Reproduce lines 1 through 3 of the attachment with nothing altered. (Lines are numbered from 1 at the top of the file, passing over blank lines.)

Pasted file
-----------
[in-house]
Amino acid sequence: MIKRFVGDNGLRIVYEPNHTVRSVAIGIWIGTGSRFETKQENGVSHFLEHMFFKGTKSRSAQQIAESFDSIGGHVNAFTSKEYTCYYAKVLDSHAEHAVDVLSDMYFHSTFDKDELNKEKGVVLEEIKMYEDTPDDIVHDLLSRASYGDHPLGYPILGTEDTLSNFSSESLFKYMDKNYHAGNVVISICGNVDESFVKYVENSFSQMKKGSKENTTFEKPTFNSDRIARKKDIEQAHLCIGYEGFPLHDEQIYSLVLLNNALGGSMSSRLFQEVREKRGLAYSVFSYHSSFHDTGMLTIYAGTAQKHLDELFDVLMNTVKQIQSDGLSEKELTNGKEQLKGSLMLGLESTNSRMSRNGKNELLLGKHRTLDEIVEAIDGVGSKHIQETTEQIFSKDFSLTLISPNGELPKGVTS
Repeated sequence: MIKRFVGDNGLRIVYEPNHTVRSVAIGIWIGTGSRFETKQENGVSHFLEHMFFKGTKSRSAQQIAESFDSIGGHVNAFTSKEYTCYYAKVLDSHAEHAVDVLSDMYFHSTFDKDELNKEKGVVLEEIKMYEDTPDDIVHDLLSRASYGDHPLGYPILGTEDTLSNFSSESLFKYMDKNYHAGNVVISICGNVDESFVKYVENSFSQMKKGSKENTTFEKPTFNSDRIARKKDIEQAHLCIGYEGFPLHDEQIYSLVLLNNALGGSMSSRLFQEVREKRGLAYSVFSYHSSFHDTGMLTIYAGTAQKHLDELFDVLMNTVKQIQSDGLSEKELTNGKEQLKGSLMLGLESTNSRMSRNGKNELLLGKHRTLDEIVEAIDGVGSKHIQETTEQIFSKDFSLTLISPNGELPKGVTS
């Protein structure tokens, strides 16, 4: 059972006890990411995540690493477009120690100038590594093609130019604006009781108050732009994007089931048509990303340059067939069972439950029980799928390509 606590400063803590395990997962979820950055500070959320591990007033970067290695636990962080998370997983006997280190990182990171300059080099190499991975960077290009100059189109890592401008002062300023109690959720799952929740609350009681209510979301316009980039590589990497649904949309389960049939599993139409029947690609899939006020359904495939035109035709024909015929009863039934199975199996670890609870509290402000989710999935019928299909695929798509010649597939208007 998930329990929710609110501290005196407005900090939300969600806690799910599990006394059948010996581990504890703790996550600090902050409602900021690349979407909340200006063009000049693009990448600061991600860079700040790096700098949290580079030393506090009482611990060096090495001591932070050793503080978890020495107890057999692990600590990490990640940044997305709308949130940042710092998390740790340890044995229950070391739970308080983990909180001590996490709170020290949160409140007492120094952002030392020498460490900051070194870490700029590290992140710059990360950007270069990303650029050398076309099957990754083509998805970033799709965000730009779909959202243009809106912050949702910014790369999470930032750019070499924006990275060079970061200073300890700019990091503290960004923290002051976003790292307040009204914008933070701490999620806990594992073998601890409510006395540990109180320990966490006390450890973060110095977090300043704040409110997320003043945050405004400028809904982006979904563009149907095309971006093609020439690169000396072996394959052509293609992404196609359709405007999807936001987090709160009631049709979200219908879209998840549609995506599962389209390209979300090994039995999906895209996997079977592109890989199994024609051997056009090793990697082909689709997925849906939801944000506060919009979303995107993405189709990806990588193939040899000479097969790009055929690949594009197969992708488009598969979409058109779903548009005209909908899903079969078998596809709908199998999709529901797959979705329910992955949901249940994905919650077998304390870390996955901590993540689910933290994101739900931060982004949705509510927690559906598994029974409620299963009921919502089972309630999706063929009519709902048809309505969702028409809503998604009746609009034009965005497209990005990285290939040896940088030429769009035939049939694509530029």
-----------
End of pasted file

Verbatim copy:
[in-house]
Amino acid sequence: MIKRFVGDNGLRIVYEPNHTVRSVAIGIWIGTGSRFETKQENGVSHFLEHMFFKGTKSRSAQQIAESFDSIGGHVNAFTSKEYTCYYAKVLDSHAEHAVDVLSDMYFHSTFDKDELNKEKGVVLEEIKMYEDTPDDIVHDLLSRASYGDHPLGYPILGTEDTLSNFSSESLFKYMDKNYHAGNVVISICGNVDESFVKYVENSFSQMKKGSKENTTFEKPTFNSDRIARKKDIEQAHLCIGYEGFPLHDEQIYSLVLLNNALGGSMSSRLFQEVREKRGLAYSVFSYHSSFHDTGMLTIYAGTAQKHLDELFDVLMNTVKQIQSDGLSEKELTNGKEQLKGSLMLGLESTNSRMSRNGKNELLLGKHRTLDEIVEAIDGVGSKHIQETTEQIFSKDFSLTLISPNGELPKGVTS
Repeated sequence: MIKRFVGDNGLRIVYEPNHTVRSVAIGIWIGTGSRFETKQENGVSHFLEHMFFKGTKSRSAQQIAESFDSIGGHVNAFTSKEYTCYYAKVLDSHAEHAVDVLSDMYFHSTFDKDELNKEKGVVLEEIKMYEDTPDDIVHDLLSRASYGDHPLGYPILGTEDTLSNFSSESLFKYMDKNYHAGNVVISICGNVDESFVKYVENSFSQMKKGSKENTTFEKPTFNSDRIARKKDIEQAHLCIGYEGFPLHDEQIYSLVLLNNALGGSMSSRLFQEVREKRGLAYSVFSYHSSFHDTGMLTIYAGTAQKHLDELFDVLMNTVKQIQSDGLSEKELTNGKEQLKGSLMLGLESTNSRMSRNGKNELLLGKHRTLDEIVEAIDGVGSKHIQETTEQIFSKDFSLTLISPNGELPKGVTS